How NOT to Design a Signup Form: Toyota

Ian Lurie

Toyota has a social network for people nuts about their cars.
Since I’ve already built my own Prius web site I figured I’d sign up.
Here’s the form they threw at me:
Toyota's Nice Easy Signup Form
I don’t think so!
If you want folks to sign up for a social network, where they will do the work, they will create the content and they will support the community, ask for their e-mail address and a password.
Get the rest of the information later.
Otherwise it feels like you’re going through passport control…

Ian Lurie

Ian Lurie is the founder of Portent. He's been a digital marketer since the days of AOL and Compuserve (that's more than 25 years, if you're counting). Ian's recorded training for, writes regularly for the Portent Blog and has been published on AllThingsD, Smashing Magazine, and TechCrunch. Ian speaks at conferences around the world, including SearchLove, MozCon, Seattle Interactive Conference and ad:Tech. He has published several books about business and marketing: One Trick Ponies Get Shot, available on Kindle, The Web Marketing All-In-One Desk Reference for Dummies, and Conversation Marketing. Ian is now an independent consultant and continues to work with the Portent team, training the agency group on all things digital. You can find him at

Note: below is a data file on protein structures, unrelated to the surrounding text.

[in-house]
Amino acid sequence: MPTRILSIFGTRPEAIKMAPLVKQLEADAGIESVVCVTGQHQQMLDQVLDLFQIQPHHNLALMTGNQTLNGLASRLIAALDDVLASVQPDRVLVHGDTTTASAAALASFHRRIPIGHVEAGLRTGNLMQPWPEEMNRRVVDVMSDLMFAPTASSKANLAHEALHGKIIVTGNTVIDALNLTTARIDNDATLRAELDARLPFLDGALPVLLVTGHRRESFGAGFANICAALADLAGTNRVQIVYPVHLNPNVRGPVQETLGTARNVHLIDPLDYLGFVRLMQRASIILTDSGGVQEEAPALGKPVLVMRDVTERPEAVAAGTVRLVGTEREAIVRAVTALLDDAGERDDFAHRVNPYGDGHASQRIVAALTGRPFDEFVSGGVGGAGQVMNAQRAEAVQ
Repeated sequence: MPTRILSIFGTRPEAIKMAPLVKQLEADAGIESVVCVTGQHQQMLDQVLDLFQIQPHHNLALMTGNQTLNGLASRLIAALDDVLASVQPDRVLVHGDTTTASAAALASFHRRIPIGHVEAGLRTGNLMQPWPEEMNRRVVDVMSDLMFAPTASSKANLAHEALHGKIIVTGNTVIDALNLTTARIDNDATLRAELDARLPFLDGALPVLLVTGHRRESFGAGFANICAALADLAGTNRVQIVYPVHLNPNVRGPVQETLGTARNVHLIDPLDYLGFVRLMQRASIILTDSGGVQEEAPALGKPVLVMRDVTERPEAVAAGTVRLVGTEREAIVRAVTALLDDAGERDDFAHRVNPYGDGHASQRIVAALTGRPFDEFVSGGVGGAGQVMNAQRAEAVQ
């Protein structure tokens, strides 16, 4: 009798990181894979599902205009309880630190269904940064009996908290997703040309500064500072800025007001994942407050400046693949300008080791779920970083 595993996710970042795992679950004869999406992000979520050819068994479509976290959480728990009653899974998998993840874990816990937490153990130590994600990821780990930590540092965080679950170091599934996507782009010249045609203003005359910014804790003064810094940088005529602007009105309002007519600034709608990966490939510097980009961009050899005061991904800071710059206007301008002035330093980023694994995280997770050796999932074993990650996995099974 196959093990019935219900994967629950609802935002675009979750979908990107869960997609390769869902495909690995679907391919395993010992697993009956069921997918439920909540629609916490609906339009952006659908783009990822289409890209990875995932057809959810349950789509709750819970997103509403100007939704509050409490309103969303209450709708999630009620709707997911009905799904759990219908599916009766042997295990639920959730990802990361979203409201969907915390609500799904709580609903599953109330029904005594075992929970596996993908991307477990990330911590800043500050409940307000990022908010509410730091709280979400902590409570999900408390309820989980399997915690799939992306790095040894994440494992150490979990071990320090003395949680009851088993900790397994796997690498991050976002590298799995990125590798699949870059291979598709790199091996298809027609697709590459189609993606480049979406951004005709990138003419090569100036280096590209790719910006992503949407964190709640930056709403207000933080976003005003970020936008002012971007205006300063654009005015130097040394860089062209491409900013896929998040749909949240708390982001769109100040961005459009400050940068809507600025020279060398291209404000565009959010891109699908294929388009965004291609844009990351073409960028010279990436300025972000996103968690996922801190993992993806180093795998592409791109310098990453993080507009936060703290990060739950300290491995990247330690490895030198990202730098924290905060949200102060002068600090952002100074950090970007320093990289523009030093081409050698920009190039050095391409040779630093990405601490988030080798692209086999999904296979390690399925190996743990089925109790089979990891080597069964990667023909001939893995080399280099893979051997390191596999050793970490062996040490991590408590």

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  1. Yikes, what a mess!
    I was going to start a wish list at and they asked for my mother’s maiden name in case I forgot my password.
    They have to be kidding. I’ve been on the internets for years and years, this is the first time I have seen anyone asking for such private information for a trivial wish list.
    Needless to say, I didn’t create a wishlist at

  2. This reminds me of that hilarious George Carlin skit where he talks about how many buttons they make you push at the cash register now, totally negating the need for cashiers.Apparently we are all supposed to become social networking engineers as well now. I blame the selfcheck-out at grocery stores for these new trends.

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